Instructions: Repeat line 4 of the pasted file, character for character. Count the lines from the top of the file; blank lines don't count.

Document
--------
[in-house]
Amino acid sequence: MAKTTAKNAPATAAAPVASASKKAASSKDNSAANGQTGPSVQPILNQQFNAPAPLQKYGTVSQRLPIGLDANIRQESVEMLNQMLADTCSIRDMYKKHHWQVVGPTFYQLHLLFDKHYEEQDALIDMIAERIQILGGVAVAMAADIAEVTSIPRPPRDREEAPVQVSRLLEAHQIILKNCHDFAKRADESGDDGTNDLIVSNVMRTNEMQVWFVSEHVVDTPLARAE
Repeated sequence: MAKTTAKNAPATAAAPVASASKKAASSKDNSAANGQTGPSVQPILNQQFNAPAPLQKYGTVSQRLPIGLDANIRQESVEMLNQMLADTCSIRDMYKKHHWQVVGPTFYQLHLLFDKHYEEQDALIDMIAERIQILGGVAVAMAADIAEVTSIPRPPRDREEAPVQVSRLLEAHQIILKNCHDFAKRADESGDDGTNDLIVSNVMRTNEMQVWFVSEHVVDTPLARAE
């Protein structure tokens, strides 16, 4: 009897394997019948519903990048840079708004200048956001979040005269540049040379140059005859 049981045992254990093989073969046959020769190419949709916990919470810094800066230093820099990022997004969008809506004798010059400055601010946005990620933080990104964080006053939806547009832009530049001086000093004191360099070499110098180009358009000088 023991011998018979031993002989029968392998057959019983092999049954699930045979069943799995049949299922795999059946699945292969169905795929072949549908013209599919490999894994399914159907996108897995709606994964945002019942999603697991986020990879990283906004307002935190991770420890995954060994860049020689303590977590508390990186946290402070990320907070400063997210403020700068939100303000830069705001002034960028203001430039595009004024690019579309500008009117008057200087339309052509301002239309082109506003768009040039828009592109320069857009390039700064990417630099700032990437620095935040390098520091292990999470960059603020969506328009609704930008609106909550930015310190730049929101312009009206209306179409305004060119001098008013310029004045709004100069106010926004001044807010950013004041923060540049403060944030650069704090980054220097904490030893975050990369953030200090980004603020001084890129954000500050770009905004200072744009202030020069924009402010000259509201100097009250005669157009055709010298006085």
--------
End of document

């Protein structure tokens, strides 16, 4: 009897394997019948519903990048840079708004200048956001979040005269540049040379140059005859 049981045992254990093989073969046959020769190419949709916990919470810094800066230093820099990022997004969008809506004798010059400055601010946005990620933080990104964080006053939806547009832009530049001086000093004191360099070499110098180009358009000088 023991011998018979031993002989029968392998057959019983092999049954699930045979069943799995049949299922795999059946699945292969169905795929072949549908013209599919490999894994399914159907996108897995709606994964945002019942999603697991986020990879990283906004307002935190991770420890995954060994860049020689303590977590508390990186946290402070990320907070400063997210403020700068939100303000830069705001002034960028203001430039595009004024690019579309500008009117008057200087339309052509301002239309082109506003768009040039828009592109320069857009390039700064990417630099700032990437620095935040390098520091292990999470960059603020969506328009609704930008609106909550930015310190730049929101312009009206209306179409305004060119001098008013310029004045709004100069106010926004001044807010950013004041923060540049403060944030650069704090980054220097904490030893975050990369953030200090980004603020001084890129954000500050770009905004200072744009202030020069924009402010000259509201100097009250005669157009055709010298006085």